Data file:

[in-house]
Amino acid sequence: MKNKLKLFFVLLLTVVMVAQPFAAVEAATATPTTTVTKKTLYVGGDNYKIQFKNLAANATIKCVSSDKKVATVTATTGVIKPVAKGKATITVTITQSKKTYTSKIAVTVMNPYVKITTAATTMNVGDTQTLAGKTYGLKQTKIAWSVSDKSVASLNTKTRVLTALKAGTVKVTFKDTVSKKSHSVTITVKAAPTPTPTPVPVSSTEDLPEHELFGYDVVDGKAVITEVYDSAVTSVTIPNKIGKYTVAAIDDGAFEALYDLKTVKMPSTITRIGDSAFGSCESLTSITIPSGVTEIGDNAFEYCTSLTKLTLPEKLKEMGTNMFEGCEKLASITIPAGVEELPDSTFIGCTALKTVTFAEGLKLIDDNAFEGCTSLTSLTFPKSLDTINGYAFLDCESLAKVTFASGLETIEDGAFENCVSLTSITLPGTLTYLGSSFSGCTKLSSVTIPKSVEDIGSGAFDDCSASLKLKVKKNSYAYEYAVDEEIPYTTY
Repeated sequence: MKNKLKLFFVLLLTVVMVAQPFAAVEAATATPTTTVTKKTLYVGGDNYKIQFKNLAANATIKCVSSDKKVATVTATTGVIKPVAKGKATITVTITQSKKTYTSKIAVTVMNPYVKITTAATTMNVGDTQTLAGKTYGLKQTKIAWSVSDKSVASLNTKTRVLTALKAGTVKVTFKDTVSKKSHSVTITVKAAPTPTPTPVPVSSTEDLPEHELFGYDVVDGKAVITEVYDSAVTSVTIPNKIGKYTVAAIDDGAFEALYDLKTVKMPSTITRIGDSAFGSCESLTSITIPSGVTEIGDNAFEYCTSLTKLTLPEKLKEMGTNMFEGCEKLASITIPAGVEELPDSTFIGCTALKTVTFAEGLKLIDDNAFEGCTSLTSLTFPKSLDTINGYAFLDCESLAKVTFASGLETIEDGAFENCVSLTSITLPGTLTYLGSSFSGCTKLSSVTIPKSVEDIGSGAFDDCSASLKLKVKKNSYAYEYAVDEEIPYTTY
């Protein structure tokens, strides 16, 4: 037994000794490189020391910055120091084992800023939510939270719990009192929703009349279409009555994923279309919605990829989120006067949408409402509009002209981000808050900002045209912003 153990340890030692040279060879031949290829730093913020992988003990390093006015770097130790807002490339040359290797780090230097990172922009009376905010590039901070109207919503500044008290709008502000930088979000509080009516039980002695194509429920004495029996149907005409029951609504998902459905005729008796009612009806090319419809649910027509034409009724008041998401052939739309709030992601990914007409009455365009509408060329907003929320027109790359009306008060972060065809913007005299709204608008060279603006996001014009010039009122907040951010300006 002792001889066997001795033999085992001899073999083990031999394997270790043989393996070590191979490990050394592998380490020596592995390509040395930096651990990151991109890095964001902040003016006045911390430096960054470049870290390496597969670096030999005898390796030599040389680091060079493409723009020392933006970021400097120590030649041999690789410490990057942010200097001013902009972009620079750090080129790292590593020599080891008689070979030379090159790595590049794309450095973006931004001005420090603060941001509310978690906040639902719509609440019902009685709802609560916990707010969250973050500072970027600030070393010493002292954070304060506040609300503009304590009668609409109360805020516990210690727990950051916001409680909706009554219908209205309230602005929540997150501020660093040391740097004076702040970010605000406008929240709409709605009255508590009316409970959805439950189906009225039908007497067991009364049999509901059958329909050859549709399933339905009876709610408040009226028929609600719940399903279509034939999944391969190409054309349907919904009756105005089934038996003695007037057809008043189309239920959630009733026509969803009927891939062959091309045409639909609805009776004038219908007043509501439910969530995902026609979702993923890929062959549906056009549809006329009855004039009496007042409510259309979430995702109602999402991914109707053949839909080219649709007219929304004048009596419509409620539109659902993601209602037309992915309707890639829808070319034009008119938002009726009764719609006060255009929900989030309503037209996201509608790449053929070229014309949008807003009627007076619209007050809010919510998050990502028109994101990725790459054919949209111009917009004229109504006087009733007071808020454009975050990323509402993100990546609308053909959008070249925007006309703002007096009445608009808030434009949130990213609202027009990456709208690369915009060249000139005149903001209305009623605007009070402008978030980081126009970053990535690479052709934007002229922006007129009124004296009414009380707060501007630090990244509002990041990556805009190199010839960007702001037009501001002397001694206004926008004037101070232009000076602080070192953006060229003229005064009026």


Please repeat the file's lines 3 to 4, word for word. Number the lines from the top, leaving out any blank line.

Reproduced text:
Repeated sequence: MKNKLKLFFVLLLTVVMVAQPFAAVEAATATPTTTVTKKTLYVGGDNYKIQFKNLAANATIKCVSSDKKVATVTATTGVIKPVAKGKATITVTITQSKKTYTSKIAVTVMNPYVKITTAATTMNVGDTQTLAGKTYGLKQTKIAWSVSDKSVASLNTKTRVLTALKAGTVKVTFKDTVSKKSHSVTITVKAAPTPTPTPVPVSSTEDLPEHELFGYDVVDGKAVITEVYDSAVTSVTIPNKIGKYTVAAIDDGAFEALYDLKTVKMPSTITRIGDSAFGSCESLTSITIPSGVTEIGDNAFEYCTSLTKLTLPEKLKEMGTNMFEGCEKLASITIPAGVEELPDSTFIGCTALKTVTFAEGLKLIDDNAFEGCTSLTSLTFPKSLDTINGYAFLDCESLAKVTFASGLETIEDGAFENCVSLTSITLPGTLTYLGSSFSGCTKLSSVTIPKSVEDIGSGAFDDCSASLKLKVKKNSYAYEYAVDEEIPYTTY
């Protein structure tokens, strides 16, 4: 037994000794490189020391910055120091084992800023939510939270719990009192929703009349279409009555994923279309919605990829989120006067949408409402509009002209981000808050900002045209912003 153990340890030692040279060879031949290829730093913020992988003990390093006015770097130790807002490339040359290797780090230097990172922009009376905010590039901070109207919503500044008290709008502000930088979000509080009516039980002695194509429920004495029996149907005409029951609504998902459905005729008796009612009806090319419809649910027509034409009724008041998401052939739309709030992601990914007409009455365009509408060329907003929320027109790359009306008060972060065809913007005299709204608008060279603006996001014009010039009122907040951010300006 002792001889066997001795033999085992001899073999083990031999394997270790043989393996070590191979490990050394592998380490020596592995390509040395930096651990990151991109890095964001902040003016006045911390430096960054470049870290390496597969670096030999005898390796030599040389680091060079493409723009020392933006970021400097120590030649041999690789410490990057942010200097001013902009972009620079750090080129790292590593020599080891008689070979030379090159790595590049794309450095973006931004001005420090603060941001509310978690906040639902719509609440019902009685709802609560916990707010969250973050500072970027600030070393010493002292954070304060506040609300503009304590009668609409109360805020516990210690727990950051916001409680909706009554219908209205309230602005929540997150501020660093040391740097004076702040970010605000406008929240709409709605009255508590009316409970959805439950189906009225039908007497067991009364049999509901059958329909050859549709399933339905009876709610408040009226028929609600719940399903279509034939999944391969190409054309349907919904009756105005089934038996003695007037057809008043189309239920959630009733026509969803009927891939062959091309045409639909609805009776004038219908007043509501439910969530995902026609979702993923890929062959549906056009549809006329009855004039009496007042409510259309979430995702109602999402991914109707053949839909080219649709007219929304004048009596419509409620539109659902993601209602037309992915309707890639829808070319034009008119938002009726009764719609006060255009929900989030309503037209996201509608790449053929070229014309949008807003009627007076619209007050809010919510998050990502028109994101990725790459054919949209111009917009004229109504006087009733007071808020454009975050990323509402993100990546609308053909959008070249925007006309703002007096009445608009808030434009949130990213609202027009990456709208690369915009060249000139005149903001209305009623605007009070402008978030980081126009970053990535690479052709934007002229922006007129009124004296009414009380707060501007630090990244509002990041990556805009190199010839960007702001037009501001002397001694206004926008004037101070232009000076602080070192953006060229003229005064009026």